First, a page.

Estructural Equation Modeling (SEM)

Mind Map by , created over 6 years ago

Mind Map on Estructural Equation Modeling (SEM), created by bamezcuan on 07/13/2013.

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Created by bamezcuan over 6 years ago
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Estructural Equation Modeling (SEM)
1 Basic concepts
1.1 A tool for analyzing multivariate data that has been especially appropriate for theory testing (Bagozzi, 1980; Steenkamp and Baumgartner, 2000).
1.2 * Latent variables can not be observed directly (Chin, Peterson & Brown, 2008) * Path Analysis: is a special case of SEM that only involves observed (manifest) variables (Savalei & Bentler, 2010).
1.3 SEMs go beyond ordinary regression models to incorporate multiple independent and dependent variables as well as hypothetical latent constructs which may cluster several observed variables (Savalei & Bentler, 2010).
2 Related studies
2.1 SEM have become ubiquitous in all the social and behavioral sciences (e.g., MacCallum & Austin, 2000).
2.2 Anderson and Gerbin (1988) conducted a review and recommended a 2 step approach: 1) A confirmatory measurement, or factor analysis, model specifies the relations of the observed measures to their posited underlying constructs, with the constructs allowed to intercorrelate freely. 2) A confirmatory structural model then specifies the causal relations of the constructs to one another.
2.3 Baumgartner and Homburg (1996) conducted a review of use of SEM in marketing research.
3 Modeling Process (Savalei & Bentler, 2010)
3.1 1) Model specification: Specify variables and constructs
3.2 2) Model estimation: Iterative process to stimate parameters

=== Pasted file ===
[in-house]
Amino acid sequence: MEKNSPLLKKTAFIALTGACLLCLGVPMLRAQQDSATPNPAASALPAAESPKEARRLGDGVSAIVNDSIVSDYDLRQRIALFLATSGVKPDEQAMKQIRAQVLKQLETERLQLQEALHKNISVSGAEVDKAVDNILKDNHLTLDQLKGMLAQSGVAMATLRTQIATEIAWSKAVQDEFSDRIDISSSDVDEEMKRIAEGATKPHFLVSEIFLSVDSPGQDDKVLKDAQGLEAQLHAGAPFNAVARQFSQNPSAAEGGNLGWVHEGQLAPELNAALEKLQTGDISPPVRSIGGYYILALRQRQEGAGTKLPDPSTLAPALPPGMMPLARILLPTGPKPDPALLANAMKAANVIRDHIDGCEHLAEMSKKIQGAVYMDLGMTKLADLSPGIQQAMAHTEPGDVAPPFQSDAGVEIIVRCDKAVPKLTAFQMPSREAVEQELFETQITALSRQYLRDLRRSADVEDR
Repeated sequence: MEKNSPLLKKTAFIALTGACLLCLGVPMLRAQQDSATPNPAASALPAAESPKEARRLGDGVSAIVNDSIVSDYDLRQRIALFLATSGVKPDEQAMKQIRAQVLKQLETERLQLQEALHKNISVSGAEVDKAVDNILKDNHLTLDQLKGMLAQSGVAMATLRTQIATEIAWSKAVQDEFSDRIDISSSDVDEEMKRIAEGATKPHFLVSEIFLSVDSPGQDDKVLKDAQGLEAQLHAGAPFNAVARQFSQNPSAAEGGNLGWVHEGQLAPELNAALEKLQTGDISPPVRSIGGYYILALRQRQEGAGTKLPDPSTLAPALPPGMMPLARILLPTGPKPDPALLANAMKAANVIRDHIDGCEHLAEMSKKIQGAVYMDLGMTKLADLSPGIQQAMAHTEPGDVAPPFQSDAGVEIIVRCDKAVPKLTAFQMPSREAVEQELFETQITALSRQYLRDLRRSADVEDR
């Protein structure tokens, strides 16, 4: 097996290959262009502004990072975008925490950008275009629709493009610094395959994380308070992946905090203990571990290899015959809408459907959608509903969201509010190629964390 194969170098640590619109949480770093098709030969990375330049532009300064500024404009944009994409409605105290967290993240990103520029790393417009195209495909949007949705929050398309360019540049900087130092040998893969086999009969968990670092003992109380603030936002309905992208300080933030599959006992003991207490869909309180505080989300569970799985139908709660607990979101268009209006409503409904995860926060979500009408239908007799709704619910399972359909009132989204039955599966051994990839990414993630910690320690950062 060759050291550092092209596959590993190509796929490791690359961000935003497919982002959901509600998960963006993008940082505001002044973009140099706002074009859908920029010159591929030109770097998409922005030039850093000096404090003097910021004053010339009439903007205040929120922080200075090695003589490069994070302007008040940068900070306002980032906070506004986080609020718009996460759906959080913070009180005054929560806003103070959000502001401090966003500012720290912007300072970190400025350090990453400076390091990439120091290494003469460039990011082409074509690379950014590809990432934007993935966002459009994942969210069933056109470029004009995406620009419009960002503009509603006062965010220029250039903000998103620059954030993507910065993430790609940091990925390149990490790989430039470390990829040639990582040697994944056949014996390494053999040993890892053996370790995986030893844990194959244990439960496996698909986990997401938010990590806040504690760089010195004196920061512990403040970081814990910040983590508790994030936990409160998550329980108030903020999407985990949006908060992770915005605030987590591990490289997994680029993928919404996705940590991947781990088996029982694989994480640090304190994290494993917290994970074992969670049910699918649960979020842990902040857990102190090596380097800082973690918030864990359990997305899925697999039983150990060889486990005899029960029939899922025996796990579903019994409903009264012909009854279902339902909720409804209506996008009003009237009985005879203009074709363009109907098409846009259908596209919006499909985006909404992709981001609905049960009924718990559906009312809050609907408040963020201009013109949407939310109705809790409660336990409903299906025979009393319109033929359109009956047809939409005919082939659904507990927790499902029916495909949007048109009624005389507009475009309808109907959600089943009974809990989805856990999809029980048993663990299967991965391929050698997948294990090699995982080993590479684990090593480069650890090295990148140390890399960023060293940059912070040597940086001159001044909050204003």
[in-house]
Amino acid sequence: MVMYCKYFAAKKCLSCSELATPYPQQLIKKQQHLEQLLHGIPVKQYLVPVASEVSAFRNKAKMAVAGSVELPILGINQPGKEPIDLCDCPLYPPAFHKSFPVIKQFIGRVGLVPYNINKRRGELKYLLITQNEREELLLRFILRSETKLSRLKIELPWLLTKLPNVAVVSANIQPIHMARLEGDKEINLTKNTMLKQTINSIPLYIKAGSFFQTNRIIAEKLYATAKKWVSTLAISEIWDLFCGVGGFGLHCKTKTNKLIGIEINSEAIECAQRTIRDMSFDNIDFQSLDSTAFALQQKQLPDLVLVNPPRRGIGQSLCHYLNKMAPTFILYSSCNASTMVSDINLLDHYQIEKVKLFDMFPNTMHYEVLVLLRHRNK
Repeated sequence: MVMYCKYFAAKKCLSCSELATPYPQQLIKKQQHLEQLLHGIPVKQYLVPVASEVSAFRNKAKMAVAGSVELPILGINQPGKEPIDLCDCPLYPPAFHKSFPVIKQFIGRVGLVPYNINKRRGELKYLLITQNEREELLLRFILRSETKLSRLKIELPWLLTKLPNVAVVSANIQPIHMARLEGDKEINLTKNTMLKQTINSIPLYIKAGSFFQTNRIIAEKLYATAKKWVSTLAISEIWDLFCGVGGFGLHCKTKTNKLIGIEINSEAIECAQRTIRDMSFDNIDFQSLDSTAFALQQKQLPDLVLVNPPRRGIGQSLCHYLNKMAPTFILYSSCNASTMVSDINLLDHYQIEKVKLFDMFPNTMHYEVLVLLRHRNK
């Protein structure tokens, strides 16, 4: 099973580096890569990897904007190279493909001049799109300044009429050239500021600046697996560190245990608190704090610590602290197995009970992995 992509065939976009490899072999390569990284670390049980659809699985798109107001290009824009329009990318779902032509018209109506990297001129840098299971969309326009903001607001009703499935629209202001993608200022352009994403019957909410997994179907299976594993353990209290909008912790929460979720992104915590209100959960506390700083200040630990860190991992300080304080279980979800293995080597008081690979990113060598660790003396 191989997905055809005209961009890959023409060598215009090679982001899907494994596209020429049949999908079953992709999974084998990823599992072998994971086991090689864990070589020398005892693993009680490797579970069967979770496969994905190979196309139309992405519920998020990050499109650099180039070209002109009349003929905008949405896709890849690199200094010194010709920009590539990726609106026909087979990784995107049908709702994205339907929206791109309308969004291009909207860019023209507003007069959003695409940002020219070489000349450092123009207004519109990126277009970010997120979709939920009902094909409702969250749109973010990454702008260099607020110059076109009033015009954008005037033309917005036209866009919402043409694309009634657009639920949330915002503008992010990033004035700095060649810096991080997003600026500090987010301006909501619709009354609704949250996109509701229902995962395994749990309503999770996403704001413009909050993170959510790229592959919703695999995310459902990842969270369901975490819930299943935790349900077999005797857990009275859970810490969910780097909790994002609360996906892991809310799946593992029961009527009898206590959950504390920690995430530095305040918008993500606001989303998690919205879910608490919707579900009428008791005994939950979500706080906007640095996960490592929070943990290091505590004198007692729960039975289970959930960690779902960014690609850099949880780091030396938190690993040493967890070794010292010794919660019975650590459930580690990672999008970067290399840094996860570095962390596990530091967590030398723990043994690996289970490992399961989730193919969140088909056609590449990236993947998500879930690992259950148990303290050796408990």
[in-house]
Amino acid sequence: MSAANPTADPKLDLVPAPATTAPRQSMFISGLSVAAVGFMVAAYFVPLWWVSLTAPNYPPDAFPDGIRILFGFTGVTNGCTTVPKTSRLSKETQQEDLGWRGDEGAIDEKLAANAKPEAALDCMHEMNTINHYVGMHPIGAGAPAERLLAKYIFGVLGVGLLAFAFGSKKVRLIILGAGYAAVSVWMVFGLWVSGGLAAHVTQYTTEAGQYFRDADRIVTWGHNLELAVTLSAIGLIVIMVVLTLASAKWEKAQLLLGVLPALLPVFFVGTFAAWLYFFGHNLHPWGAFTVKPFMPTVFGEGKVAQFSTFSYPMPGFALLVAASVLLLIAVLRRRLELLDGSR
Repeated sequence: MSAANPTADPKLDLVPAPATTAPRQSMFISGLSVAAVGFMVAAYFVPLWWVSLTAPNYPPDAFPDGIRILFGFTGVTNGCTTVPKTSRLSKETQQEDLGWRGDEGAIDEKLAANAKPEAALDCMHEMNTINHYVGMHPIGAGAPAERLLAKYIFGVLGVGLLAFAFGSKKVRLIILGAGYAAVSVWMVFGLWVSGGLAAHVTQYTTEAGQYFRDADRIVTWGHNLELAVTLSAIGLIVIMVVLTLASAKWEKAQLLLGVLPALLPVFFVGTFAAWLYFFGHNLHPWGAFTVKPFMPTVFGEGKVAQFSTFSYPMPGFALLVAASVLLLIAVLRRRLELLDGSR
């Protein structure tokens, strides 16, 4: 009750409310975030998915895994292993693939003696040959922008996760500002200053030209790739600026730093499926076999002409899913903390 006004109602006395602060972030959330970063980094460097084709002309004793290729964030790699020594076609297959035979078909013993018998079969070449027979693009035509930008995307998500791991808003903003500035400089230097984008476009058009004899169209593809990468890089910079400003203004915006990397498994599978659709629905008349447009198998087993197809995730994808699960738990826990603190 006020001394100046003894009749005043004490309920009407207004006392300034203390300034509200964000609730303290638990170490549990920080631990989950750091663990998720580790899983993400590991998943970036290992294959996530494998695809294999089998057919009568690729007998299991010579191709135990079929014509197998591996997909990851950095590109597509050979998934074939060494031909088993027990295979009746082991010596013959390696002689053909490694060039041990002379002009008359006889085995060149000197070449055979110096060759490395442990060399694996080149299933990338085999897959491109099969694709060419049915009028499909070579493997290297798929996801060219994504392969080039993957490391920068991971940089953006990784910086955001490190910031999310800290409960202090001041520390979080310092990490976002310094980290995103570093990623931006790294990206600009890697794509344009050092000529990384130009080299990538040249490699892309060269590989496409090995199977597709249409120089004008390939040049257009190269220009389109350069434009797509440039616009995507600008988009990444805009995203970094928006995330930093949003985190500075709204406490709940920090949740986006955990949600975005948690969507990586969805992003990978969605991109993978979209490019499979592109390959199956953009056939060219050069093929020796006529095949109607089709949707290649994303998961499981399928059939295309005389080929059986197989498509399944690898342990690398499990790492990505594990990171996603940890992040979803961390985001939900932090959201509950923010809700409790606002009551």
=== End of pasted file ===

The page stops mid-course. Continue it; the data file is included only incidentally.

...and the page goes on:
3.3 3) Model evaluation: There are two components to model fit: statistical fit and practical fit. Statistical fit is evaluated via a formal test of the hypothesis ( T). Practical fit is evaluated by examining various indices of fit: standardized root mean-square residual (SRMR) <.05. Goodness of Fit index (GFI) related to R2 in ordinary regression. AGFI (Adjusted GFI), is analogous to the adjusted R2 . Both GFI and AGFI take on values between 0 and 1, with values less than 0.90 often considered unacceptable. Comparative Fit Index (CFI) with values between 0 and 1. Preferable close to 0.
3.4 4) Model modification : if the proposed model dont fit the data
3.5 5) Parameter Testing: To interpret parameter estimates and to test for their statistical significance. Several tests used, in particular z-tests, Wald tests, and chi-square difference tests.
4 Rules of Thumb
4.1 Bentler & Bonett, 1980: at least three items per construct.
4.2 Bentler & Chau, 1987: Sample size of 5 to 10 subjects per item and up to 300
4.3 Baumgartner, 1996: Minimum 3 or 4 indicators per latent variable, large sample sizes 5:1, assumption of normality, model should be identified
4.4 Fornell & Larcker (1981): Standardized loading estimates should be .5 or higher, ideally .7 or higher. Average of variance Extracted (AVE) should be .5 or higher. Construct Reliability (CR) should be .7 or higher, between .6 and .7 is acceptable
5 The relationship between a manifest variable and a construct is expressed as being either formative or reflective. If the relationship is formative, the manifest variable (indicator) cause the construct, whereas if the relationship is reflective, the construct cause the manifest variable (Jarvis, Mckenzie, & podsakoff, 2003). Most structural equation models specify the manifest variable–construct relationship as reflective (Chin, Peterson & Brown, 2008)

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